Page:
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sts.components.contact.mr.placeholder Sebastian Webel
Mr. Sebastian Webel

Editor-in-Chief

Tel: +49 (89) 636-32221

Fax: +49 89 636-35292

Werner-von-Siemens-Straße 1
80333 Munich

Pictures of the Future
The Magazine for Research and Innovation
 

Medical Imaging

Flights through the Body: New Medical Research Visualization Technology

To see what this new research medical imaging technology can do, click the video shown below, which was presented at the 2014 Radiological Society of North America.

This video includes images of a polytrauma with multiple spinal and costal fractures, a femoral artery pseudoaneurysm with arteriovenous fistula, intracranial dual aneurysms, and an abdominal aneurysm with stent (large mesh structure). The computed tomography images used to create this video were acquired using the syngo.via Frontier platform*.

Instead of using the ray casting methods used by its competitors, Siemens has developed a novel, physically-based rendering algorithm that simulates the complex interaction of photons with a patient’s scanned anatomy to create photorealistic images and videos. This algorithm, which provides a transition from pure geometric optics simulation to quantum optics simulation, is seen by many as the holy grail of photorealistic rendering, since it can model complex lighting effects such as ambient occlusion, scattering, shadows, and high dynamic range rendering, as well as sophisticated camera models, such as variable apertures and motion blur. Siemens has applied this unique algorithm to the development of next generation medical research imaging technology on its non-clinical syngo.via Frontier platform*. In doing so, Siemens is fostering research that will create a foundation for completely new approaches to teaching and patient communication.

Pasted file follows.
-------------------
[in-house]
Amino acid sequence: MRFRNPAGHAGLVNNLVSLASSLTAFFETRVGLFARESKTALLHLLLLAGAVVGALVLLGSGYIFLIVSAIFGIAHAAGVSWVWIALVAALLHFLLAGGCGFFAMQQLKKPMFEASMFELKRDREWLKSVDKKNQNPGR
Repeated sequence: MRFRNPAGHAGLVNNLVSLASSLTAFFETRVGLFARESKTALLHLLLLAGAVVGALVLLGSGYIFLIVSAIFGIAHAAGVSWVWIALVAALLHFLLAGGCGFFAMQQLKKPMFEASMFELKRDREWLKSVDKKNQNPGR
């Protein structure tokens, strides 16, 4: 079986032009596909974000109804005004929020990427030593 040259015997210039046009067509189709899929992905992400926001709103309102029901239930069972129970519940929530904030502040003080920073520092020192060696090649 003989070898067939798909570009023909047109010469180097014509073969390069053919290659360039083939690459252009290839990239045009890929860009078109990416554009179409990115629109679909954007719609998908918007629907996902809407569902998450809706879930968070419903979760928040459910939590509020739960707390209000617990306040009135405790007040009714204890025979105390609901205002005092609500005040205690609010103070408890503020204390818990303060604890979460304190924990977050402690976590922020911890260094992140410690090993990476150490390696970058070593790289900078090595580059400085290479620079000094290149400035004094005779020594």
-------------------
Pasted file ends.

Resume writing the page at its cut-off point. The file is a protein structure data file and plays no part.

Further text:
Arthur F. Pease
Picture credits: *Research use only. Not for clinical use.